Marines trained to save lives not take them

22 May 2004 | Lance Cpl. Joseph L. Bush

While lying on a stretcher, Sgt. Donnie A. Crumley flinched several times as Cpl. Carlos Santiago slowly inserted an IV into his arm.

Just minutes earlier, Crumley and Santiago, both mechanics with I Marine Expeditionary Force Headquarters Group motor transport, laughed uneasily and joked about not running IVs on each other.

The two Marines are now graduates of a class of 12 Marines in the combat life-savers course.

“We are now able to start the basic life saving steps,” said Crumley, a Jacksonville, Fla., native. “As long as we stay focused we can use this training to help save lives - whether it’s a Marine or civilian.”

The class trains Marines to make split-second decisions and to identify and treat possible fatal wounds when a corpsman is not immediately on the scene.

“It’s a win-win situation for both Marines and sailors,” said Senior Chief Petty Officer Miguel A. Delgado, the senior enlisted leader with I MHG Group Aid Station. “We provide the normal person that has no medical experience with the basic training, so they can provide first aid and life-saving measures in the absence of a corpsman.

“It’s been a learning experience for both the students and the medical personnel,” he said.

This is the first time they have been able to run an official course, according to Delgado.

“It’s normally a three- to four-day course at eight hours a day,” he said. “Because of operational tempo and the environment, we had to make it an 11-day course at three to four hours a day.”

Marines are instructed in a wide variety of basic first aid knowledge and treatment techniques for common battlefield injuries.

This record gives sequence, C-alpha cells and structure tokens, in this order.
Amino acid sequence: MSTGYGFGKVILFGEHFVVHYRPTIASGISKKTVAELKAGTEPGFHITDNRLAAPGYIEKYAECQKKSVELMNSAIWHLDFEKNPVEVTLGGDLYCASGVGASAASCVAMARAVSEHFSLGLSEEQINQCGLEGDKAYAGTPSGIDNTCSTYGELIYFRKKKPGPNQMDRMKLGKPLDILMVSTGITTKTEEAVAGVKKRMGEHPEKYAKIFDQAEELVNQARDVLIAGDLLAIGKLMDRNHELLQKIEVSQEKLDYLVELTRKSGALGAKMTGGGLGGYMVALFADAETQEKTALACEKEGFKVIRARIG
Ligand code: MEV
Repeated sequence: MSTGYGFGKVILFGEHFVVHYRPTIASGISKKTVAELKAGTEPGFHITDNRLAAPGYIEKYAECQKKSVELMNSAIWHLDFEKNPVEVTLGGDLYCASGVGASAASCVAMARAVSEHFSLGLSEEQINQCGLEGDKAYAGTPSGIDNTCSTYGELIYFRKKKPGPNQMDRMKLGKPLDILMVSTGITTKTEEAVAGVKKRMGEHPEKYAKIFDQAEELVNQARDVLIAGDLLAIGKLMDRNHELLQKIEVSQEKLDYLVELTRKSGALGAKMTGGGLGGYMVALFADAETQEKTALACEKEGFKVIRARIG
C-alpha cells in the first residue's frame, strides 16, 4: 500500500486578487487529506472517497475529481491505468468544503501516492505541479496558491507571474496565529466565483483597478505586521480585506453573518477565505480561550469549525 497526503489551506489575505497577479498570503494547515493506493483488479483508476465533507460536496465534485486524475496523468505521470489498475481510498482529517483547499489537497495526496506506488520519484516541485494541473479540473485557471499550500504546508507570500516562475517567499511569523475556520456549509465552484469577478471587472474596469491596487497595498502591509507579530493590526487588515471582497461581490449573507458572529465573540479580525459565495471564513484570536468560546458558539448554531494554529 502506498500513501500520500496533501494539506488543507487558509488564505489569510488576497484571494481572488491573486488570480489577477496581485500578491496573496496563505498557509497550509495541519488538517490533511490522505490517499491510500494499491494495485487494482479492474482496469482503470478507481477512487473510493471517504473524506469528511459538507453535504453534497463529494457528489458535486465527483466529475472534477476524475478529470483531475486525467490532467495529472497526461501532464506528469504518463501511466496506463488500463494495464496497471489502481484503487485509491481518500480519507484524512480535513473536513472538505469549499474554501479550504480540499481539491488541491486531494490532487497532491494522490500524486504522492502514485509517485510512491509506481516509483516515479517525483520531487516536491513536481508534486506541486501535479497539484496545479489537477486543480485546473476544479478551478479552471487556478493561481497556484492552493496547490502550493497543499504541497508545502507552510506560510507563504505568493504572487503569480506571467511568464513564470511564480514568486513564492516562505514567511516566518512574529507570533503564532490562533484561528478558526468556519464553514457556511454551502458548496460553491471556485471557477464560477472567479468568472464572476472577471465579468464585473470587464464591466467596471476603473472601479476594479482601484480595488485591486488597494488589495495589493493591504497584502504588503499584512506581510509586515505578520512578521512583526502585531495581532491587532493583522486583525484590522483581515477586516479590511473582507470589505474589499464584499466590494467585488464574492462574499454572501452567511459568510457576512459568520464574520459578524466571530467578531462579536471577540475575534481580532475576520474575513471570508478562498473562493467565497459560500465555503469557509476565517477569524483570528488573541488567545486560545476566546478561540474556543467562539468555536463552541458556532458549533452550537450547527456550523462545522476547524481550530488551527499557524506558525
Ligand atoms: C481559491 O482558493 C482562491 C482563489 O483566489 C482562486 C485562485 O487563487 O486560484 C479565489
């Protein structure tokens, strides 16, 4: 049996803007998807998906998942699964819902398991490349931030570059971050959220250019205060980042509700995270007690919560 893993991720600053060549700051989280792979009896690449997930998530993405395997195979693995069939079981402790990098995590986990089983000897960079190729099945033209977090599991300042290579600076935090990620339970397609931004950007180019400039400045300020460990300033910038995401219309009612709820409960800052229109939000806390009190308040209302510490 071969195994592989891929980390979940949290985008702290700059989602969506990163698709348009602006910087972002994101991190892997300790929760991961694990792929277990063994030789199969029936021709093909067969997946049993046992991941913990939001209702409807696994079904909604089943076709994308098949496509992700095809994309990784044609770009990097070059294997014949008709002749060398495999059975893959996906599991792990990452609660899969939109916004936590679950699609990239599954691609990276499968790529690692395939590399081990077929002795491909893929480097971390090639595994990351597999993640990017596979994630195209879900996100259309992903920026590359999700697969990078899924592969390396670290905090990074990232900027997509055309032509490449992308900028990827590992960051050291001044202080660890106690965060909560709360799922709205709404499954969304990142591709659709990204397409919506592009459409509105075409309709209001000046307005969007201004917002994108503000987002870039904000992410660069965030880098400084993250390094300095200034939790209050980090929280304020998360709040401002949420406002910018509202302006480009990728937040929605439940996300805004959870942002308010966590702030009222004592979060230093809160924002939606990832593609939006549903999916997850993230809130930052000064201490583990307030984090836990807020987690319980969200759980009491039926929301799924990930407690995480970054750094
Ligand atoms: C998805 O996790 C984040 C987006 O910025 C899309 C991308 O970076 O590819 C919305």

“It covers CPR control, splinting, IV therapy and a lot of other general medical knowledge,” said Petty Officer 3rd Class Christopher Ackers, a native of Lynchburg, Va., and a corpsman with I MHG GAS.

To complete the course each Marine must pass both written and practical application tests. At the end of the field test, they must successfully administer an IV on another student.

“It’s uncomfortable to be stuck, but once the IV is in it’s good,” said Crumley. “I’ve gotten used to it by now.”

To recreate battlefield conditions, the instructors set up three stations with simulated casualties. Scenarios included bullet wounds, combat shock and burns.

“On my way to the victim, I was told he had a sucking chest wound and a bullet in the thigh, so I went for the chest wound first,” said Santiago, a native of Philadelphia. “I felt confident about what I did. If it’s a real life thing, your mind goes a hundred-thousand different ways, and it’s more intense.”

For one Marine, it was just a refresher course.

“I have been trained to do most of this stuff, but we never dealt with IVs,” said Lance Cpl. Josh D. Niedermeir, a Summerset, Ill., native, and a crash fire rescue crewmember with the Camp Fallujah Fire department. “It’s good to have practical hands-on training.”